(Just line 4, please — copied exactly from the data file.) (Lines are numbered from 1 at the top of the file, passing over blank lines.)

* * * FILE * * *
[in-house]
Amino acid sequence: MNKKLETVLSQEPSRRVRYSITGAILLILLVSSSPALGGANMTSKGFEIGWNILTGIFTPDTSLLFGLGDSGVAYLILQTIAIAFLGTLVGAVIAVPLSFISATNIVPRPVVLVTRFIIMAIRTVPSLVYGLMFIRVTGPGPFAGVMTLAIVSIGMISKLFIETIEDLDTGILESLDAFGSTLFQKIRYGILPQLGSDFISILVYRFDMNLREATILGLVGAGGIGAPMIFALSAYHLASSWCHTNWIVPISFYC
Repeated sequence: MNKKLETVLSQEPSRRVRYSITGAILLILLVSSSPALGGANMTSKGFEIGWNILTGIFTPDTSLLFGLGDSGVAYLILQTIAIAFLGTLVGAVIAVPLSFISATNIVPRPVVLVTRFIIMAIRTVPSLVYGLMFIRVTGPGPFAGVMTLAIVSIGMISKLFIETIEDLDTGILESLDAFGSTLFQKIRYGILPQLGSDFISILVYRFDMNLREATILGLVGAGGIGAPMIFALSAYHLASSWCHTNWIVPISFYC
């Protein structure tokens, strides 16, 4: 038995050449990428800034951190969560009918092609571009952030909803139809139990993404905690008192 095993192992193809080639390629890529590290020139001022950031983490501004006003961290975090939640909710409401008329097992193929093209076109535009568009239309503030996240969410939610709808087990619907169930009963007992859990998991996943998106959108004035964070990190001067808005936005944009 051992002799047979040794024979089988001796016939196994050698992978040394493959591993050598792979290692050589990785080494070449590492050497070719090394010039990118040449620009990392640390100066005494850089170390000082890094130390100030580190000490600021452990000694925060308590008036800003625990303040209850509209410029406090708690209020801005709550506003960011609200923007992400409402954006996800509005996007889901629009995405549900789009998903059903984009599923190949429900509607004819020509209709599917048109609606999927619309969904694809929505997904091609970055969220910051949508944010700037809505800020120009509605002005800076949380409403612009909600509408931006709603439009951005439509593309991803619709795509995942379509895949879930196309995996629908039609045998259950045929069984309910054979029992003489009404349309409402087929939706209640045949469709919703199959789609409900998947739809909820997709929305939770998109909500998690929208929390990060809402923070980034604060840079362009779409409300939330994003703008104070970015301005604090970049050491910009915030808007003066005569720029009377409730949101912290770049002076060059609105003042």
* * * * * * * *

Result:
């Protein structure tokens, strides 16, 4: 038995050449990428800034951190969560009918092609571009952030909803139809139990993404905690008192 095993192992193809080639390629890529590290020139001022950031983490501004006003961290975090939640909710409401008329097992193929093209076109535009568009239309503030996240969410939610709808087990619907169930009963007992859990998991996943998106959108004035964070990190001067808005936005944009 051992002799047979040794024979089988001796016939196994050698992978040394493959591993050598792979290692050589990785080494070449590492050497070719090394010039990118040449620009990392640390100066005494850089170390000082890094130390100030580190000490600021452990000694925060308590008036800003625990303040209850509209410029406090708690209020801005709550506003960011609200923007992400409402954006996800509005996007889901629009995405549900789009998903059903984009599923190949429900509607004819020509209709599917048109609606999927619309969904694809929505997904091609970055969220910051949508944010700037809505800020120009509605002005800076949380409403612009909600509408931006709603439009951005439509593309991803619709795509995942379509895949879930196309995996629908039609045998259950045929069984309910054979029992003489009404349309409402087929939706209640045949469709919703199959789609409900998947739809909820997709929305939770998109909500998690929208929390990060809402923070980034604060840079362009779409409300939330994003703008104070970015301005604090970049050491910009915030808007003066005569720029009377409730949101912290770049002076060059609105003042």